Source: O'Conner, G. C., T.R. Willemain, and J. MacLachlau, 1996. "The value of competition among agencies in developing ad compaigns: Revisiting Gross's model." Journal of Advertising 25:51-63.
DRAFT TV COMMERCIALS - Your client directs TV advertising for a large corporation that currently relies on a single outside advertising agency. For years, ads have been created using the same plan: The agency creates a draft commercial and, after getting your client's approval, completes production and arranges for it to be aired.
Your client's budget is divided between creating and airing commercials. Typically, about 5 percent of the budget is devoted to creating commercials and 95 percent to airing them. Lately the client has become dissatisfied with the quality of the ads being created. Along with most advertising people, he believes that the ultimate profitability of an advertising campaign is much more strongly influenced by the content of the advertisement than by the level of expenditure on airing or the media utilized (assuming reasonable levels of expenditure). Thus, he is considering increasing the percentage of his budget devoted to the first, "creative" part of the process.
One way to do this is to commission multiple ad agencies to each independently develop a draft commercial. He would then select the one for completion and airing that he determines would be most effective in promoting sales. Of course, since his budget is essentially fixed, the more money he spends on creating draft commercials the less he has to spend on airing commercials. He will have to pay up front for all of the draft commercials before he has a chance to evaluate them.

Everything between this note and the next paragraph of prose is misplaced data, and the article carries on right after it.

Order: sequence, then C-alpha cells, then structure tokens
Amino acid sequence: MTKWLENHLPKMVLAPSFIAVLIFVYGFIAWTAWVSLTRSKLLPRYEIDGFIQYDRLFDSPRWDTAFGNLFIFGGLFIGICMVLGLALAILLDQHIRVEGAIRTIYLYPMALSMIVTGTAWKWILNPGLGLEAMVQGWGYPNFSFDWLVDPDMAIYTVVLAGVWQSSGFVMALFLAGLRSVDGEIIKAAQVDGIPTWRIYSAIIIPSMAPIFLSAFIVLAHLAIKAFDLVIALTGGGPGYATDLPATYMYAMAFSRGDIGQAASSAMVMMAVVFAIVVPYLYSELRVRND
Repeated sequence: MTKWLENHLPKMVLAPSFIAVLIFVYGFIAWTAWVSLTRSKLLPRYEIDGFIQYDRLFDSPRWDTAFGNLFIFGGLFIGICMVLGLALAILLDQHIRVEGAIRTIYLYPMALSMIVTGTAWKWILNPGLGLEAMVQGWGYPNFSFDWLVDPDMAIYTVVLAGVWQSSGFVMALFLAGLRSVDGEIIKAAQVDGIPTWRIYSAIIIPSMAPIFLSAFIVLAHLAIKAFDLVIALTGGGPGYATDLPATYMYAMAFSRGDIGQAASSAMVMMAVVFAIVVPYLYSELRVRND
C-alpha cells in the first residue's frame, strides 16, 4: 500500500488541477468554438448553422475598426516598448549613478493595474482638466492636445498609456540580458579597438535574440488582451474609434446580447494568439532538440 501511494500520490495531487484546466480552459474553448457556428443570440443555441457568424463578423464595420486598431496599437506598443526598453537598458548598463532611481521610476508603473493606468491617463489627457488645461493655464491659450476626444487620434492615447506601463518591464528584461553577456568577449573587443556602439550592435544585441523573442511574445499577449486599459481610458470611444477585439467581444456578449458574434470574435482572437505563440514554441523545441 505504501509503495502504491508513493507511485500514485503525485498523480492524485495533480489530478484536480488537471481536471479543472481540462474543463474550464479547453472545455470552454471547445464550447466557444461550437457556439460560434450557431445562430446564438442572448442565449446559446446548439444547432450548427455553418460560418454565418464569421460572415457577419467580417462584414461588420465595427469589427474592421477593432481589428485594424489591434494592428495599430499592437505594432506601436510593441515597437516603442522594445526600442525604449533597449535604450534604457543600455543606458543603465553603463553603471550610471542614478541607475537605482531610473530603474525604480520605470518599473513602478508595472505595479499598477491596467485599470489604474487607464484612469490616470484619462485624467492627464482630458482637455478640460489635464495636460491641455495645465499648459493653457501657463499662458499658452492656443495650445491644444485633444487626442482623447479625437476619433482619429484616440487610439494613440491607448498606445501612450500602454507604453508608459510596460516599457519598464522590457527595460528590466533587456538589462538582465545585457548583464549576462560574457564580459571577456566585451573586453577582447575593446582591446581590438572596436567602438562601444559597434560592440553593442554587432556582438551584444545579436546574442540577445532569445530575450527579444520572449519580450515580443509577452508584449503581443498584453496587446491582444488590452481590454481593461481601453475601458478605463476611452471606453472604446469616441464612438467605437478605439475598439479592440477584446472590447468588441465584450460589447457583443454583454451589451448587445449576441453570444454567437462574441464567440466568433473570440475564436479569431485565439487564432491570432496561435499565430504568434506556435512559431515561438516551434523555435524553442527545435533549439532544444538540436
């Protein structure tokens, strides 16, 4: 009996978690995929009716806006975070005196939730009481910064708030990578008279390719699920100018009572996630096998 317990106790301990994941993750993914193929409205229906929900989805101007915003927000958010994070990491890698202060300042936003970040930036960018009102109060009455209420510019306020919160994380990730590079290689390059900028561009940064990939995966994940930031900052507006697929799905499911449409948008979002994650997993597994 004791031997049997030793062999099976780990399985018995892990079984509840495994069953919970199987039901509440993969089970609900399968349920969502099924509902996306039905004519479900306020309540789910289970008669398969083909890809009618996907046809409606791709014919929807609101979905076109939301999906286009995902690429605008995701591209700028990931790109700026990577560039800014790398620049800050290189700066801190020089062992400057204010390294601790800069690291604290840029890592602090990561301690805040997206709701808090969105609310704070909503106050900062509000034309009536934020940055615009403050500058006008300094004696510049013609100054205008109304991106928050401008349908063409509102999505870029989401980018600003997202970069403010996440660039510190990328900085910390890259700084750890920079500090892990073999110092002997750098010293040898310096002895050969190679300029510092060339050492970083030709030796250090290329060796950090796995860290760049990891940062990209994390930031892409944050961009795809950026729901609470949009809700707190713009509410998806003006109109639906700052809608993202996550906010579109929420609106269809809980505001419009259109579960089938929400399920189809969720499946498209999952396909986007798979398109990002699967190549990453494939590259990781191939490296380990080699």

The standard technique for evaluating a draft commercial involves showing it to a trial audience and asking what they remembered about it later (this is known as "next day recall"). Ads with higher next day recall are generally those with higher effectiveness in the marketplace, but the correlation is far from perfect. A standard method for assessing the effectiveness of a commercial after it has been aired is to survey those who watched the show and estimate "retained impressions." Retained impressions are the number of viewers who can recall the essential features of the ad. Ads with higher retained impressions are usually more effective in generating sales, but again the correlation is not perfect. Both the effectiveness of a commercial (the number of retained impressions it creates) and the exposure it receives (the number of times it is aired) will influence sales.
How would you advise your client on the budget split between creating and airing a commercial?
Solution need: Design a spreadsheet to determine the impact on ad quality of paying for three draft commercials.